Book Talk

The Troubled Minds of the Rich and Famous

Darwin was anxious, Frank Lloyd Wright was a narcissist, and Andy Warhol hoarded pizza dough.

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Andy Warhol featured Marilyn Monroe in his painting "Lemon Marilyn," shown above at a Christie's auction. Both Warhol and Monroe appear to have suffered from mental health disorders.

We tend to think that the great figures of history—those who changed the world through their inventions or art or books—were free of the kind of self-doubts and neuroses that can hold back the rest of us. But as Claudia Kalb discovered when researching Andy Warhol Was a Hoarder: Inside the Minds of History’s Great Personalities (published by National Geographic), famous people also can suffer from chronic psychological or physiological disorders, which deeply affect their lives and the lives of those around them. New advances in neurological science are now enabling us to better understand their challenges—and our own. (Find out why your brain is hardwired to snap.)

Talking from her home in Alexandria, Virginia, Kalb takes us inside the brain of Fyodor Dostoyevsky, explains how Howard Hughes had a grilled cheese sandwich problem, and why Charles Darwin is her hero. 

A recent study diagnosed that paragon of Victorian virtue, Florence Nightingale, with “bipolar disorder with psychotic features.” Is it really fair to judge historically remote figures by today’s psychiatric norms?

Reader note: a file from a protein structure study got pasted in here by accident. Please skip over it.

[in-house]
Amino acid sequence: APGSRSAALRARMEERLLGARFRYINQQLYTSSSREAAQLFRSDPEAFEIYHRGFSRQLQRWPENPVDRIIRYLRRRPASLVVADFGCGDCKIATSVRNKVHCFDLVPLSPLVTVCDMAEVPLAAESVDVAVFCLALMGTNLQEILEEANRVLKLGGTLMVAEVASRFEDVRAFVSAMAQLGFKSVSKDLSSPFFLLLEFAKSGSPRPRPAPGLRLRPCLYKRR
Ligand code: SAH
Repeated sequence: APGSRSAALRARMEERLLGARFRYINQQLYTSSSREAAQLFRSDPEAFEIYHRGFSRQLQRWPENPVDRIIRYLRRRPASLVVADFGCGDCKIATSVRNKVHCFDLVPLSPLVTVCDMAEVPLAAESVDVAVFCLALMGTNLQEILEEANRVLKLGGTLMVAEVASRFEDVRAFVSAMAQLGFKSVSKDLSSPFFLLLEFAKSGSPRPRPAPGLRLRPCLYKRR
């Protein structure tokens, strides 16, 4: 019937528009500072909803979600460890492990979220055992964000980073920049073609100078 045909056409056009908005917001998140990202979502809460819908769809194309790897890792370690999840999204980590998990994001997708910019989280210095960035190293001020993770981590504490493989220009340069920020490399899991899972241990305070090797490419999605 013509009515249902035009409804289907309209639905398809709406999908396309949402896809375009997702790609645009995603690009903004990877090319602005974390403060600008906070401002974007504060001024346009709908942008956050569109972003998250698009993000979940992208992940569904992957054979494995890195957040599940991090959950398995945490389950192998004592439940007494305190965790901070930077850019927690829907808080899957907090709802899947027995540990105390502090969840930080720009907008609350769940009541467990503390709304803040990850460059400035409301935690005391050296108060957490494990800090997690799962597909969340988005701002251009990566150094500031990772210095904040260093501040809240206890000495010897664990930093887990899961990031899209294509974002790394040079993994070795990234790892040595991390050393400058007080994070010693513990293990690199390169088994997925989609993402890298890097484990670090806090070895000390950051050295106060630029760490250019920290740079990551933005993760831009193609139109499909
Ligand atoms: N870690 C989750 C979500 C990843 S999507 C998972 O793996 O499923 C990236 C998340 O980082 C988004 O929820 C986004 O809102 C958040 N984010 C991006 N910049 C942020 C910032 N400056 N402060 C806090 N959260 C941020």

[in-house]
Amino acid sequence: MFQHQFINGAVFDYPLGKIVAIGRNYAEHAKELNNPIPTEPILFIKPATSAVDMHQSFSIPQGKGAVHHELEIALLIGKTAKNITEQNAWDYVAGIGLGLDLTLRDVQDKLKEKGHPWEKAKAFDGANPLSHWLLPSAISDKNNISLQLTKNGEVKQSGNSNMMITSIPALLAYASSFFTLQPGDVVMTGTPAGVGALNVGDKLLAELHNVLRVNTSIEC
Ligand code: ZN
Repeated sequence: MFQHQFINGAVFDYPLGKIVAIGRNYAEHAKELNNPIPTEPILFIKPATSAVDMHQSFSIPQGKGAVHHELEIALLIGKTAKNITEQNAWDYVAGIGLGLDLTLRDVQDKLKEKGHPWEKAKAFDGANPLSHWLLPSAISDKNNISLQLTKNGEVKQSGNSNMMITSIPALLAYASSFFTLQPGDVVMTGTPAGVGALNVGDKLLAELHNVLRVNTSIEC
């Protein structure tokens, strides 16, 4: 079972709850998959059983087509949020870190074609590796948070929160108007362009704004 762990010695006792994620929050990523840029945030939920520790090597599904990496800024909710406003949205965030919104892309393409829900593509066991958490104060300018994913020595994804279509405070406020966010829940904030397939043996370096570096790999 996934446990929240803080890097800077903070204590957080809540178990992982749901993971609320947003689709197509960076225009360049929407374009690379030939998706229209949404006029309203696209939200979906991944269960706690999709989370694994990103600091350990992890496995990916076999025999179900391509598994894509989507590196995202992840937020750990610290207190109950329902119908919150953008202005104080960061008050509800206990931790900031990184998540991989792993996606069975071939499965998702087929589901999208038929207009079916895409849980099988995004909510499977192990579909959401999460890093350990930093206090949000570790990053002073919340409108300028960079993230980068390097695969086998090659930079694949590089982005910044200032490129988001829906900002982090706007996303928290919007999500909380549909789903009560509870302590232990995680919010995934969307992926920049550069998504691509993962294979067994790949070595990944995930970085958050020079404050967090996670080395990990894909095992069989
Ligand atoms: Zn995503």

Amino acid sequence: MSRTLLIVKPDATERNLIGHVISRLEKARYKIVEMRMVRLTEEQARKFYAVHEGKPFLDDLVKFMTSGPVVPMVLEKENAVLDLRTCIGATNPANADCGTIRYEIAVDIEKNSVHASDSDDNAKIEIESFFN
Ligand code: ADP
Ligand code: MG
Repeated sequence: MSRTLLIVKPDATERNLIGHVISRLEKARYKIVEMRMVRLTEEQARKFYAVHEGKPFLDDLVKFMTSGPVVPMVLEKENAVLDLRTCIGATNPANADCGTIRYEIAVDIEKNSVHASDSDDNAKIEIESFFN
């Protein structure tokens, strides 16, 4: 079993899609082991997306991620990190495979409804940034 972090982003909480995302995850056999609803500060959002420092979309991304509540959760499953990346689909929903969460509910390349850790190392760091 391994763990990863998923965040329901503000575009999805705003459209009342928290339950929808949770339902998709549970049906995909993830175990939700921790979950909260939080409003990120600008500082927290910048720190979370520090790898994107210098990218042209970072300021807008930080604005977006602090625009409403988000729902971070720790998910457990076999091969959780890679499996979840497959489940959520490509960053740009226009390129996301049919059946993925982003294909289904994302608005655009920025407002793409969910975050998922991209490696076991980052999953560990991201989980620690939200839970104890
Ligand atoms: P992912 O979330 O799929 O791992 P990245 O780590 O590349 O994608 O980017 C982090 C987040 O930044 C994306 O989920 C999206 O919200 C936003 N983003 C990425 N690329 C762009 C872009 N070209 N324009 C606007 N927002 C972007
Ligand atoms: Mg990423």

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That is such an important and controversial question. It’s a rule among psychiatrists that you don’t diagnose or discuss patients that you don’t treat in your office. But in some cases, especially with well-known figures whose conditions have been discussed either by themselves, in the case of Princess Diana and Betty Ford, or by others, it can help us better understand their behavior. The reports that have been published about historic figures in medical journals—and there are many of them—raise awareness of the condition and chip away at the stigma by presenting information through a well-known person rather than a dry, scientific report. 

I did eliminate people, though, if I felt there was not enough biographical or scientific evidence. For instance, I came across a reference to Babe Ruth having ADHD [attention deficit hyperactivity disorder]. The story came from his granddaughter, who described behavioral issues Ruth had as a kid. But no medical experts had weighed in on this. So I felt it was a conclusion that didn’t have a lot of weight behind it. 

The takeaway seems to be that history’s movers and shakers are just as neurotic as the rest of us. Or am I being harsh on myself? 

[Laughs] That’s true. And I hope readers can find connections with these famous people whom we all know at a superficial level. By going behind the scenes and exploring what made and motivated them, or held them back, bothered them, or made them succeed, we can see that those challenges are things we all deal with.